Dora Sigerson Shorter

Dora Sigerson Shorter (née Dora Maria Sigerson; Dora Mary Sigerson; also known as Mrs. Clement Shorter. August 16th, 1866 – January 6th, 1918) was an Irish writer.

Her mother, Hester Varian, was also a writer, and their home was a meeting point for artists and intellectuals. Shorter was educated at home, and later attended the Dublin School of Art, and studied painting and sculpture. She started to publish early, contributing poems to the Irish MonthlyUnited Ireland, and the Nation. Her first book, a poetry collection, was published in 1893.

Shorter was very active in the Irish Literary Revival movement, and was involved in the Pan-Celtic Society. She was friends with Katharine Tynan, Alice Furlon, W. B. Yeats, Algernon Swinburne, and Louise Imogen Guiney, among others.  Shorter’s sister, Anna Hester Sigerson Piatt, was also a noted writer.

In July 1895, Dora married the literary critic Clement King Shorter, editor of the Illustrated London News and the Sphere magazine, and moved from Dublin to London, where she lived for the rest of her life.

She died at 51, in 1918. In his memoir, published in 1927, her husband wrote: “It was the strain of the War and Ireland’s association with it that killed her. She suffered heart-breaking anguish during the Irish Rising of Easter Week 1916 and the trial of Roger Casement.”

Her remains were sent to Ireland for burial in Glasnevin. On the occasion of her funeral, Thomas Hardy wrote the poem “How She Went to Ireland” in her honour. He also wrote the preface to the posthumous collection A Dull Day in London and Other Sketches (1920).

In Studies: An Irish Quarterly Review, in March 1918, Douglas Hyde pronounced Shorter “the greatest mistress of the ballad and the greatest storyteller in verse that Ireland has produced”. In the introduction to The collected poems of Dora Sigerson Shorter (1907), George Meredith wrote that Shorter had “the gift of metrical narrative”.

She is now largely forgotten.

Books

  • Verses (1893)
  • The Fairy Changeling and Other Poems (1898)
  • The Phantom Deer and Jeanne Bras: A Ballad of Sorrow (1898)
  • Ballads and Poems (1899)
  • My Lady’s Slipper and Other Verses (1899)
  • The Father Confessor: Stories of Death and Danger (1900)
  • The Woman who Went to Hell and Other Ballads and Lyrics (1902)
  • As the Sparks Fly Upward: Poems and Ballads (1903)
  • The Country-House Party. A Series of Short Stories Connected by a Thread of Narrative (1905)
  • The Story and Song of Black Roderick. Prose and Verse (1906)
  • Through Wintry Terrors (1907)
  • The collected poems of Dora Sigerson Shorter, with an introduction by George Meredith (1907)
  • The Troubadour and Other Poems (1910)
  • New Poems (1912)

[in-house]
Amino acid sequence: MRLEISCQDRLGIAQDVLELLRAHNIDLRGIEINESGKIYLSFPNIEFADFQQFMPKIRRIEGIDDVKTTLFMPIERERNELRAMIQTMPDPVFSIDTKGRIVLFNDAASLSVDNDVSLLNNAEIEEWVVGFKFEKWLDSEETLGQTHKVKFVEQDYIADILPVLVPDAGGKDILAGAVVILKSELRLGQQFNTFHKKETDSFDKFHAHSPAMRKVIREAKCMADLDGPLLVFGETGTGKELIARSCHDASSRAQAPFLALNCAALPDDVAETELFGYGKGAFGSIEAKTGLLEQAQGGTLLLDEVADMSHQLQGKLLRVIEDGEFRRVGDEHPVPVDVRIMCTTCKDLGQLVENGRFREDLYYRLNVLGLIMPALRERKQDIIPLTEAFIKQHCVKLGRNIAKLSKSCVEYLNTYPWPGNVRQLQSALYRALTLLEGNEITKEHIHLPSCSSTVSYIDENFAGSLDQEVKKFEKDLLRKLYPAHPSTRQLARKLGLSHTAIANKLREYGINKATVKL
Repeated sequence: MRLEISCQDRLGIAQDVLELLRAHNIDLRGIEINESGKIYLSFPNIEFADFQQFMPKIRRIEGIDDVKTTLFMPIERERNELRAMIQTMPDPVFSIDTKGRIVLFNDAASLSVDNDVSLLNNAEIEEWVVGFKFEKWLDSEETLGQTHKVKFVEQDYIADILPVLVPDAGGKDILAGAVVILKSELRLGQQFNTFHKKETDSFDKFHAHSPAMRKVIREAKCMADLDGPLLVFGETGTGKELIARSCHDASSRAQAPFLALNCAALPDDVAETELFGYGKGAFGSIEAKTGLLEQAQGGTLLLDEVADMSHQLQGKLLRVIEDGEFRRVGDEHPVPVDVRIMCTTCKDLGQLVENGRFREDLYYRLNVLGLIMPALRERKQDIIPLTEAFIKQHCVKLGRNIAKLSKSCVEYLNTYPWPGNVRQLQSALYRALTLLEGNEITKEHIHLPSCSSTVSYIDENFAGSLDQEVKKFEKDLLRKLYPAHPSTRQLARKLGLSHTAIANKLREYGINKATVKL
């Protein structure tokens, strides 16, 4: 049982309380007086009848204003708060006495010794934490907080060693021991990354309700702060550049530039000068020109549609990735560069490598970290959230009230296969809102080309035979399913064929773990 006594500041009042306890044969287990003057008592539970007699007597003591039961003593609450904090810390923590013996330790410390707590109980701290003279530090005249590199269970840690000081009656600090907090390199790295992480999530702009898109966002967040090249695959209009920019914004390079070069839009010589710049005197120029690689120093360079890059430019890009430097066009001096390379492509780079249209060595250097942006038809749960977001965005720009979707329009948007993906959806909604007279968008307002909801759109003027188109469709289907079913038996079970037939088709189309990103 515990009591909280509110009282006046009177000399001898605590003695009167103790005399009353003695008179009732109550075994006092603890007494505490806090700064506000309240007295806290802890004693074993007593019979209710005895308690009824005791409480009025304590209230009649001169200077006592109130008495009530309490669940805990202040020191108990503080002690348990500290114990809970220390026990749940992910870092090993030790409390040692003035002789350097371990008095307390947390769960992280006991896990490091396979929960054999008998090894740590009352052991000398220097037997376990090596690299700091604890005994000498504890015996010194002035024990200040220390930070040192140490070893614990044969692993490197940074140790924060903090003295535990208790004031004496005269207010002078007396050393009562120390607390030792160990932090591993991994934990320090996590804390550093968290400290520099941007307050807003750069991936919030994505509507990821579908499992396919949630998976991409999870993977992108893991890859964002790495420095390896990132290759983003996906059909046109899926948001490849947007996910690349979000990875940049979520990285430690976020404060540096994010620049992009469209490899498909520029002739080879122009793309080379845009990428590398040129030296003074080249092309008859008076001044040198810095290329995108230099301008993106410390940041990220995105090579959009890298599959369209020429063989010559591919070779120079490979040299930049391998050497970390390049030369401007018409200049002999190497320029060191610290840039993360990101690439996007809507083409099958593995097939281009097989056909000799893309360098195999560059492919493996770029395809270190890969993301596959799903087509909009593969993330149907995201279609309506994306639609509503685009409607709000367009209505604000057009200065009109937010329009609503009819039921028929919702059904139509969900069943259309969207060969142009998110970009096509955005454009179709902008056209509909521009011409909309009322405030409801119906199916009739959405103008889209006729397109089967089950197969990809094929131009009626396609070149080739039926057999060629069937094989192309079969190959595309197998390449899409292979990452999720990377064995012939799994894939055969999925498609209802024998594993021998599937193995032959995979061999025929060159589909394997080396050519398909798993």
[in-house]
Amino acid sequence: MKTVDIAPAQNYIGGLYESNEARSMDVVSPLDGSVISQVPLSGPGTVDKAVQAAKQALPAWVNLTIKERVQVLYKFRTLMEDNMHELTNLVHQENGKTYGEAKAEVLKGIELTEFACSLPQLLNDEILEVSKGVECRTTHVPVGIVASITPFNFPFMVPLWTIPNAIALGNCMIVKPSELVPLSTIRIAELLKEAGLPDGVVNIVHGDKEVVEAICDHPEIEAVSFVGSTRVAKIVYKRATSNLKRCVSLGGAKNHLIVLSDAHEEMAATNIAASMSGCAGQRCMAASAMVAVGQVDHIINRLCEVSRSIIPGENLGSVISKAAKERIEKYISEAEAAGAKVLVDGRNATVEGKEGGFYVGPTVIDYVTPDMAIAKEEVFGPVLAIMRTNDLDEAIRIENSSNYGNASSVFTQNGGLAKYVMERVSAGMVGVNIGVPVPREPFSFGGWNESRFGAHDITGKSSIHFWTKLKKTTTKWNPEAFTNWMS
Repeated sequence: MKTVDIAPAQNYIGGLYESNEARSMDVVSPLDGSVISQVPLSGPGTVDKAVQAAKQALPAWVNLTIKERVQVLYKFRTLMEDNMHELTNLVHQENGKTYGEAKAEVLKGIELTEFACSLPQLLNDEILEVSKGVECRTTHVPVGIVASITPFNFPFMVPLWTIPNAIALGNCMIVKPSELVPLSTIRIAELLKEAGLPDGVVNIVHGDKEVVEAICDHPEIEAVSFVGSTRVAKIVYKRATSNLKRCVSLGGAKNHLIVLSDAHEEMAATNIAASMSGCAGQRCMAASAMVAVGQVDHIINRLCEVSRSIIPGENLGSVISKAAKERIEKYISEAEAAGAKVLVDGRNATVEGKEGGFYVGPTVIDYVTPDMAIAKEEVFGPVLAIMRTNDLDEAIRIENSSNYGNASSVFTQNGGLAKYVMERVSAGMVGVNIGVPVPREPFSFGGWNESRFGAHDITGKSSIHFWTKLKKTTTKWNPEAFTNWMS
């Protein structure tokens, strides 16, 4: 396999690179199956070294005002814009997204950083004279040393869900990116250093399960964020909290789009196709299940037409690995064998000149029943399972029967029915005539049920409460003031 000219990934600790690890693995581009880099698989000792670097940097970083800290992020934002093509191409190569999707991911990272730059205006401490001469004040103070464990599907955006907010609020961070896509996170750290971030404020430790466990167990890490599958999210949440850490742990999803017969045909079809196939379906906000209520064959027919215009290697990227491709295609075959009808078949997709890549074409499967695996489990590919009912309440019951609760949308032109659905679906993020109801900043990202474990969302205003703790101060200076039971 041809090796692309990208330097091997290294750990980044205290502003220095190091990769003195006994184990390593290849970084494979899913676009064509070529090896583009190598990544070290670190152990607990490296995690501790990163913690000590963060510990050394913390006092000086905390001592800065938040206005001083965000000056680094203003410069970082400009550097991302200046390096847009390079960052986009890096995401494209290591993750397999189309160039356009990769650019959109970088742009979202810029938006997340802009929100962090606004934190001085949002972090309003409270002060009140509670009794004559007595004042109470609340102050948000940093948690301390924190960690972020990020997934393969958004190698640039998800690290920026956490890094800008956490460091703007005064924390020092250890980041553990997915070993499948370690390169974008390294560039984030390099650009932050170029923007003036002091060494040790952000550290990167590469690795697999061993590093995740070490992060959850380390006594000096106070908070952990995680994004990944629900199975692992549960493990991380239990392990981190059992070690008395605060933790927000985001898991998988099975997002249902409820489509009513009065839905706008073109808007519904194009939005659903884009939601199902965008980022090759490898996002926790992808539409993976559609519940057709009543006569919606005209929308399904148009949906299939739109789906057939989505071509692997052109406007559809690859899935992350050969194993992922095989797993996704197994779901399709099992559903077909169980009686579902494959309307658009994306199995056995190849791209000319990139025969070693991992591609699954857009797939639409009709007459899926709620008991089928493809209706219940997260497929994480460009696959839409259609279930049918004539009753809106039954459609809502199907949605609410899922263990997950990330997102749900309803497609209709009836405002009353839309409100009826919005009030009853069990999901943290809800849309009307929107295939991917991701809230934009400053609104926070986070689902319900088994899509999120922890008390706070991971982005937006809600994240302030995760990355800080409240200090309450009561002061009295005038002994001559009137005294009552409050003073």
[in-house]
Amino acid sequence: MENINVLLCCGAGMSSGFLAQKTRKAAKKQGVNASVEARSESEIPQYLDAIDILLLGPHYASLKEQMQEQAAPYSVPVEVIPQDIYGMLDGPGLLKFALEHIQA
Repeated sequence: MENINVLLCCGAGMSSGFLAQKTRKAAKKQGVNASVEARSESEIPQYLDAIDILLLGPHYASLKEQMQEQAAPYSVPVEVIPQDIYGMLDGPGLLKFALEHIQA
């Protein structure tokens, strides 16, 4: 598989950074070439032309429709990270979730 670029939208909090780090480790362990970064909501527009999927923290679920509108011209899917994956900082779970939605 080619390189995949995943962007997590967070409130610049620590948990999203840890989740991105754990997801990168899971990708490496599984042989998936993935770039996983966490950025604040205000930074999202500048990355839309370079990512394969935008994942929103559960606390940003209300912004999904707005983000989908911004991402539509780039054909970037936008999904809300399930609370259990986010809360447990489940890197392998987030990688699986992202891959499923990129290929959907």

• Madge Linsey and Other Poems (1913)
  • Do-Well and Do-Little: A Fairy Tale (1914)
  • Comfort the Women: A Prayer in Time of War (1915)
  • An Old Proverb (1916)
  • Love of Ireland: Poems and Ballads (1916)
  • The Sad Years (1918)
  • A legend of Glendalough and other ballads (1919)
  • Sixteen dead men, and other poems of Easter week (1919)
  • A Dull Day in London and Other Sketches (1920)
  • The tricolour: poems of the Irish revolution (1922)
  • In Memoriam (1923)

Short Fiction

  • A Dreamer (1900)
  • A Question of Courage (1900)
  • All Souls’ Eve (1900)
  • Priscilla (1900)
  • The Broken Heart (1900)
  • The Father Confessor (1900)
  • The Fourth Generation (1900)
  • The Jealousy of Beatrix (1900)
  • The Lion-Tamer (1900)
  • The Mother (1900)
  • The Other Woman’s Child (1900)
  • The Strange Voice (1900)
  • The Three Travellers (1900)
  • The Twin Brothers (1900)
  • The Women’s Progress Club (1900)
  • Transmigration (1900)
  • Walter Barrington (1900)
  • The Story and Song of Black Roderick (1906)

Poems

  • The Fairy Changeling (1897)
  • The Fetch: A Ballad (1898)
  • All-Souls’ Night (1947)
  • The Fair Little Maiden (1947)
  • The Fairy Thorn-Tree (1947)

Anthologies

  • Lays and Lyrics of the Pan-Celtic Society, ed. Andrew Rusell St. Ritsh (1892)
  • Dark of the Moon: Poems of Fantasy and the Macabre, ed. August Derleth (1947)
  • Voices on the wind: women poets of the Celtic twilight, ed. Éilís Ní Dhuibhne (1995)
  • Literature and culture at the Fin de Siècle, ed. Talia Schaffer (2007)
  • Decadent Verse: An Anthology of Late-Victorian Poetry, 1872-1900, ed. Caroline Blyth (2009)
  • Poetry by Women in Ireland: A Critical Anthology 1870–1970, ed. Lucy Collins (2017)
  • Bending to Earth: Strange Stories by Irish Women, ed. Maria Giakaniki and Brian J. Showers (2019)
  • Weird Women: Classic Supernatural Fiction by Ground-breaking Female Writers, 1852-1923, ed. Leslie S. Klinger and Lisa Morton (2020)

About her

  • Ireland in fiction, by Stephen Brown (1969)
  • Women of Ireland: a biographic dictionary, by Kit Ó Céirín and Cyril Ó Céirín (1996)
  • Dictionary of nineteenth-century Irish women poets, ed. Anne Ulry Colman (1996)
  • The Oxford Companion to Edwardian Fiction, ed. Charlotte Mitchell, David Trotter, and Sandra Kemp (1997)
  • The Concise Oxford Companion to Irish Literature, ed. Robert Welch (2000)
  • Late nineteenth- and early twentieth-century British women poets, ed. William B. Thesing (2001)
  • A Dictionary of Writers and their Works, ed. Michael Cox and Christopher Riches (2010)
  • The Green Book: Writings on Irish Gothic, Supernatural and Fantastic Literature, n. 18, ed. Brian J. Showers (2019)
  • A History of Irish Women’s Poetry, ed. Ailbhe Darcy and David Wheatley (2021)

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